On November 27, the CFPB announced that the ceiling on the maximum allowable charge for disclosures by a consumer reporting agency to a consumer pursuant to section 609 of the FCRA will remain unchanged at $12.50 for the 2020 calendar year. The final rule announcing the amount was published the same day in the Federal Register.
On November 22, the Democratic members of the House Financial Services Committee sent a letter to Secretary of HUD Ben Carson, opposing the agency’s proposed rule amending its interpretation of the Fair Housing Act’s (FHA) disparate impact standard (also known as the “2013 Disparate Impact Regulation”). The letter argues that the proposed rule would “make it harder for everyday Americans who find themselves victims of housing discrimination to get justice.” As previously covered by InfoBytes, in August, HUD issued the proposed rule in order to bring the rule “into closer alignment with the analysis and guidance” provided in the 2015 Supreme Court ruling in Texas Department of Housing and Community Affairs v. Inclusive Communities Project, Inc. (covered by a Buckley Special Alert) and to codify HUD’s position that its rule is not intended to infringe on the states’ regulation of insurance. Specifically, the proposed rule codifies the burden-shifting framework outlined in Inclusive Communities, adding five elements that a plaintiff must plead to support allegations that a specific, identifiable policy or practice has a discriminatory effect. Moreover, the proposal provides methods for defendants to rebut a disparate impact claim.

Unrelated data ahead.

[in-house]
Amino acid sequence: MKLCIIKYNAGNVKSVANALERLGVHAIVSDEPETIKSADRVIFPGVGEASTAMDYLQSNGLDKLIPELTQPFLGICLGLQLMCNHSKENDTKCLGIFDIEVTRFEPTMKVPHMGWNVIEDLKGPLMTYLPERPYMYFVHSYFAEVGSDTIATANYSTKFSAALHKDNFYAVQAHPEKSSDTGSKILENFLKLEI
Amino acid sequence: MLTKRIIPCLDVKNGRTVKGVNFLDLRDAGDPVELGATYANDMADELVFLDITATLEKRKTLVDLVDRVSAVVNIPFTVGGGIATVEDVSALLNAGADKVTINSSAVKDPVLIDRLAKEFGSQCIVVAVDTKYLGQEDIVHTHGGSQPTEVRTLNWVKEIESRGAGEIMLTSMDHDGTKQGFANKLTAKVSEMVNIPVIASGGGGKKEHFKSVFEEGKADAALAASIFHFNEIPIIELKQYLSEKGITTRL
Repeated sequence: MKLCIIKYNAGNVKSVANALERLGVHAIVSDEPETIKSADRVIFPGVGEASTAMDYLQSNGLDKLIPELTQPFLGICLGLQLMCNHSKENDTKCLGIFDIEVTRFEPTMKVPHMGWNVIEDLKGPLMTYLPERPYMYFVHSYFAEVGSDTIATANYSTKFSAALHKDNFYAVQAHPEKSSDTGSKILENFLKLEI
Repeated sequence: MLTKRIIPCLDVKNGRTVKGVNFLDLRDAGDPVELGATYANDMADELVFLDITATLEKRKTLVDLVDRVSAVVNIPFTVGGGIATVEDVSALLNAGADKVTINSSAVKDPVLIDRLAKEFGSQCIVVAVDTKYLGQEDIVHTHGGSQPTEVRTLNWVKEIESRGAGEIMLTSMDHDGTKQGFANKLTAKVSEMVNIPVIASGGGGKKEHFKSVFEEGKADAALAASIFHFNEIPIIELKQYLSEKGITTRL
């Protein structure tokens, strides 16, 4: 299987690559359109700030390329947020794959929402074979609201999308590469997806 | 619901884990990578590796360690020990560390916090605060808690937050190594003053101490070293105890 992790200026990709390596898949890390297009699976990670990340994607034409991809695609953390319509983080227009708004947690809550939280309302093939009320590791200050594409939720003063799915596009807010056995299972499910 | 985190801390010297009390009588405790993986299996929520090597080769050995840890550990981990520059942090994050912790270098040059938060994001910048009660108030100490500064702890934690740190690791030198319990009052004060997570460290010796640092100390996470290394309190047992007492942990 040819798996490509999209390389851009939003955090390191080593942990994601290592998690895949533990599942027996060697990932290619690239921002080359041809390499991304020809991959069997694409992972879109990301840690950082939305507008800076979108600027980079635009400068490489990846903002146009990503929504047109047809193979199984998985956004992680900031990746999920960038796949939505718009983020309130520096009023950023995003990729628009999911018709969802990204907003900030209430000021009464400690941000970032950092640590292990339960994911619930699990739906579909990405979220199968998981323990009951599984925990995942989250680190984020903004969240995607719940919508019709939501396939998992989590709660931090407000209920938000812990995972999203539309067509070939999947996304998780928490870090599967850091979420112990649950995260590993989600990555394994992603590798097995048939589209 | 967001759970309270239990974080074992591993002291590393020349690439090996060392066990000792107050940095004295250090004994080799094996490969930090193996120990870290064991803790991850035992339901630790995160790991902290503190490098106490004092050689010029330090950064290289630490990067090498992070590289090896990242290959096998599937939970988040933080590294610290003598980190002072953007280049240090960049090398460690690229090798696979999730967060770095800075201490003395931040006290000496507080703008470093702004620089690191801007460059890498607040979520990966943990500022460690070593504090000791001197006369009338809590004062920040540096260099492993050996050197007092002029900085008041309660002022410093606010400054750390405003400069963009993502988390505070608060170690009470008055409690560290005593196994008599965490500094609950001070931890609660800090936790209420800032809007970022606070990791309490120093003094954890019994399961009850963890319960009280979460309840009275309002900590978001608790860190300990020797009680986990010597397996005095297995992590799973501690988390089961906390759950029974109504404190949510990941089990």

The letter urges Secretary Carson to “immediately rescind” the proposed rule, calling the proposal a “huge departure from a standard and framework that has been expressly supported by HUD…[and] a deviation from decades of legal precedent, including a Supreme Court decision affirming the legitimacy of the disparate impact standard under the [FHA].” Moreover, the letter argues that “[i]n 2018, Black homeownership rates reached the lowest they had since before the [FHA] was passed,” and that HUD’s mission to build inclusive and sustainable communities will be “seriously compromised” with this proposed rule.